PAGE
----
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10 cars that depreciated the most in ten years

10: 03 BMW M5
9: 04 Maybach 57
8: 05 Audi A8 w12
7: 06 Caddy STS-V
6: 06 Jaguar XJ super
5: 05 Maserati Quattroporte
4: 03 Porsche Cayenne Turbo
3: VW Phaeton w12
2: 05 Mercedes-Benz SL65 AMG
1: 03 Mercedes-Benz CL55 AMG

Interesting list in that the #1 spot lost 86% of it’s value in only 10 years.

I smell a bargain. The Phaeton W12 is virtually identical to the A8 W12, yet it is only half the price. I’d like a $20,000 STS-V, too. I’m sure you could find either one in excellent condition.

atleast the parts for the Caddy would be cheaper than the Euro brands

Many of these cars lose half their value during the first week of ownership…Then they continue downward from there…

Most of them are priced such that the buyers don’t care about money :slight_smile:

A little surprised the Cadillac STS didn’t make this hall of shame. Over 50K new and after 10 years you can fetch them for way less then 5K as long as you can deal with the frequent and pricey repairs.

But what about the folks who think they’re getting something ‘special’ with a MB? That it’s an ‘investment’? :wink:

Sorry I’m obviously half asleep. The 06 STS did indeed make this list and its well deserved. Once the warranty expires those cars start to self destruct. Unless you are a mechanic or have access to one who works for baked goods avoid that car like the plague.

Makes you wonder what the mark up was initially. I agree with @galant. These cars are over priced, look at me, nameplates. They are probably excellent cars for half the price but their low volume, like say…a Volt makes them very expense to buy new. I want to run right out and buy a used one for the first teen driver grandchild in our family they are such a good deal used…

Not true. I have seen no 05 or newer Sts with avg miles for less than 5k. A car that has 144k miles and a salvage title and looks like hell does not count. I am talking avg condition and avg miles.

I am surprised by the lack of Land/Range Rovers. Official car of people with more money than brains.

The link says that some 2012 Maserati models have lost like $35k already

Isn’t a car’s image and status among friends, family and business associates the single greatest determinant in choosing what to buy?

There is really no such thing as new exotic or, collector car anymore, just really expensive status symbols. Once it becomes yesterdays news, and the new must have car rolls down the assembly line the car gets thrown away like yesterdays news paper.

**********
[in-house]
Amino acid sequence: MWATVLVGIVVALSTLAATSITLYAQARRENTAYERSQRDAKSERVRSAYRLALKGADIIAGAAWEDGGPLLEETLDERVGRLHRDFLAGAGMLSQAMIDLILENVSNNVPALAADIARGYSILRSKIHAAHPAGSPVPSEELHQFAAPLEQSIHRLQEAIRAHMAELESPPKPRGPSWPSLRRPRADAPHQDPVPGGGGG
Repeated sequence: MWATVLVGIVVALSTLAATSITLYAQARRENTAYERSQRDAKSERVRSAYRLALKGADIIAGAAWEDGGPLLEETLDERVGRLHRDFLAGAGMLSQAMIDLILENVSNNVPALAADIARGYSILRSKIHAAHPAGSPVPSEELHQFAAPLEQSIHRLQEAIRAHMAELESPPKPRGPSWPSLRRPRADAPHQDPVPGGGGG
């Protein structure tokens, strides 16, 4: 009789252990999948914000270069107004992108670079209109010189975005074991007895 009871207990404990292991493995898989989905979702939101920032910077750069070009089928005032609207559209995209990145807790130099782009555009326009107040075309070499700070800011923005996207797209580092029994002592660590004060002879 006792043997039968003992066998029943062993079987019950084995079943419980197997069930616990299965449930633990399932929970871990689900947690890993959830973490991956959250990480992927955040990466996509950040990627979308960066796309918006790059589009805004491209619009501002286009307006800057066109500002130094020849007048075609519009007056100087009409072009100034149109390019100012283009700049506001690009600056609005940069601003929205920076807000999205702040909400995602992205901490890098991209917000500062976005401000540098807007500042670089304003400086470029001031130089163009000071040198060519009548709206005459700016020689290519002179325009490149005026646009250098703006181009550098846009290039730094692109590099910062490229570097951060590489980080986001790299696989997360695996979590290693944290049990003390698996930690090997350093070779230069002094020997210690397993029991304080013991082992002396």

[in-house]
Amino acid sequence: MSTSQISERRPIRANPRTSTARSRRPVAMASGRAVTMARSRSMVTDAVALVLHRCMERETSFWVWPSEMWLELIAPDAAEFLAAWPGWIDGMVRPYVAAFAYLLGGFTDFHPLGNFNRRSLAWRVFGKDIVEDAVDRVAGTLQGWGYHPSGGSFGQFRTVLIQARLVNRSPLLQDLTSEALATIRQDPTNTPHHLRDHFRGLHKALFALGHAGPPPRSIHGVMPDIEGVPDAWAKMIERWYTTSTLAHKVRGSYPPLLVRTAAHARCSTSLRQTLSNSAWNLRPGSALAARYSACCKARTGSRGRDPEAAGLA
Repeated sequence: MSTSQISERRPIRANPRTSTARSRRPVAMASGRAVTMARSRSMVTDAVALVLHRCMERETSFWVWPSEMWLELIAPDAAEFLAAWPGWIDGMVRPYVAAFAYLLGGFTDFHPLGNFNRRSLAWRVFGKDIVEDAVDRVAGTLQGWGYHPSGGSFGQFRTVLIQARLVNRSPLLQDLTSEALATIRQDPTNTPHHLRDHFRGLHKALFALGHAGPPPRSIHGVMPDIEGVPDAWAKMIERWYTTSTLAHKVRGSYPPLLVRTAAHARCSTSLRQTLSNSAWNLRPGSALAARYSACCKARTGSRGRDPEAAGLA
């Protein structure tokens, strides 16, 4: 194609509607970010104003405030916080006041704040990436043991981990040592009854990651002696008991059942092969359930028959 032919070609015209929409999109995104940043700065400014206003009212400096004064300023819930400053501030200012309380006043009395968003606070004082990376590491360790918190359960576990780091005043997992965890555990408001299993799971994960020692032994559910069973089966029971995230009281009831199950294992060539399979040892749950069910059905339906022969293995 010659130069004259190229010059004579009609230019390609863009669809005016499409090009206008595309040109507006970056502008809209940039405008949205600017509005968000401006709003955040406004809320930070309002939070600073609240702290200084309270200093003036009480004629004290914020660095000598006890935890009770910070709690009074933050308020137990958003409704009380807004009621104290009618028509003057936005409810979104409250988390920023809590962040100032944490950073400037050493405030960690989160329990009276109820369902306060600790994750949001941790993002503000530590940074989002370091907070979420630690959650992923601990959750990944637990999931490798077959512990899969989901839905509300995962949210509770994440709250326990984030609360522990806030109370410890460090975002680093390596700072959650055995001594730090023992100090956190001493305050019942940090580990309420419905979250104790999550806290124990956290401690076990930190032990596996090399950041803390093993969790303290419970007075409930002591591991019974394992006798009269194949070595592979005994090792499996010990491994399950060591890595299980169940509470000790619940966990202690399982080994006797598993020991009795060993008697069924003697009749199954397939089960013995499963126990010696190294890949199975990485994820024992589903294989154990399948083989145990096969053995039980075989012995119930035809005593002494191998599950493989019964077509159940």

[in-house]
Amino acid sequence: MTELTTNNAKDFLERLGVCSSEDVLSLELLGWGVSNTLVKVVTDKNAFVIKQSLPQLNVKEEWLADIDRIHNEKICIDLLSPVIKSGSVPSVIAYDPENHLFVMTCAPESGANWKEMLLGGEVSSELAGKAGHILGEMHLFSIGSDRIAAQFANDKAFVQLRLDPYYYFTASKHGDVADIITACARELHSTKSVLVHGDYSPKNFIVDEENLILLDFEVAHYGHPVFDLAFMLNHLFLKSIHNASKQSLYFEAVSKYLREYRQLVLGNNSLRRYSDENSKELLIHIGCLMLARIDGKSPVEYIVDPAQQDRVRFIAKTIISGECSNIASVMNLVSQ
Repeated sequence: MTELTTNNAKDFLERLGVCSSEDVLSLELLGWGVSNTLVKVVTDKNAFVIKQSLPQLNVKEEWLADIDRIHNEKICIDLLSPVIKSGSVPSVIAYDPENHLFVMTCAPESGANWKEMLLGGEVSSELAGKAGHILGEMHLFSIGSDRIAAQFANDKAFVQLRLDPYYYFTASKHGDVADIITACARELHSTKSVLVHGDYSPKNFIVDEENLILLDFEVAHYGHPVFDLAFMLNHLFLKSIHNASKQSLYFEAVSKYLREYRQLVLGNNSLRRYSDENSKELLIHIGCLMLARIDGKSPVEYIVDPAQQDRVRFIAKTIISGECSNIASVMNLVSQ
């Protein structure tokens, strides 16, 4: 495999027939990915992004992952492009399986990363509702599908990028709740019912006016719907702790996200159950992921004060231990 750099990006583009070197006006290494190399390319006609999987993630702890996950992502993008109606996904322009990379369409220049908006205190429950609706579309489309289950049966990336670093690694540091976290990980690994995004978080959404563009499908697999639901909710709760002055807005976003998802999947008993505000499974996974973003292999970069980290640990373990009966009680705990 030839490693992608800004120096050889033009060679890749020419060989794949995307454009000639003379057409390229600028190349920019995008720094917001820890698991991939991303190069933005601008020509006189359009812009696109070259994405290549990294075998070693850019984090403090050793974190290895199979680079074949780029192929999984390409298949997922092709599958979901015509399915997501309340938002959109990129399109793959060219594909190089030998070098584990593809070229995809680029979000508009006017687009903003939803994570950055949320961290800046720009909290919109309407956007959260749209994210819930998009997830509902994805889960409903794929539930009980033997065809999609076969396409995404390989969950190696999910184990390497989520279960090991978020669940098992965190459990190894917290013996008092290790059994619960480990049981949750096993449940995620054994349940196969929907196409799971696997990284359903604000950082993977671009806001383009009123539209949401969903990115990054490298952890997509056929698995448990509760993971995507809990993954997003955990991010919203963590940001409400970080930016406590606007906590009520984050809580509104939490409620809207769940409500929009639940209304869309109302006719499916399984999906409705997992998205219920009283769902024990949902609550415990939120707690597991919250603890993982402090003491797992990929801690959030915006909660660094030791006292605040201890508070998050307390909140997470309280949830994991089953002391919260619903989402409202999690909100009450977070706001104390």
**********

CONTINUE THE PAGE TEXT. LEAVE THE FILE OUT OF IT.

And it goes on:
You guys see the glass as half empty. I see it half full. If you are in the market for a wild, distinctive ride, there are a few on the list worth considering. Yes, they will be expensive to repair, and gas will flow like water from a spigot. But if you want a car that runs and handles like these cars, you have to pay to play. Just not as much as you would when new. Want a C-6 Corvette? You can buy a new one for $50,000 or a 2005 for $20,000.

I remember an older study that found S class Benzs for almost 10% of their original value at 10 years old. $120k new, 10 years old, under $15k

Another Internet lie. Show me a 2003 S500 for 12k. Clean title, good shape, avg miles.

Well, the depreciation is high, but at least the repairs are too!

Easy to understand why these old complex cars are cheap. Another discussion elsewhere had several folks discouraging a knowledgable car guy from buying a 2004 Audi S4 for under $6k. Anything significant breaks and it’s a write-off.

Back in 1963, Tom McCahill wrote in his book “What You Should Know About Cars”, he pointed out the high depreciation of high priced cars. He noted that he had two friends where one of the friends bought a new VW Beetle and the other a new Cadillac. The Cadillac cost three times that of the VW in 1958. Four years later, both cars had the same value.
The reason is obvious: used car buyers are seeking transportation and the VW was much cheaper to maintain back then than the Cadillac. I am sure that the same is true today.

@Triedaq - good point. This comes up when somebody wants to buy an old Caddy or Lincoln and ‘fix it up’. Even in 1960 there were LOTS more thing to fix on one of those, and parts are not nearly as common now as they are for Chevys and Fords.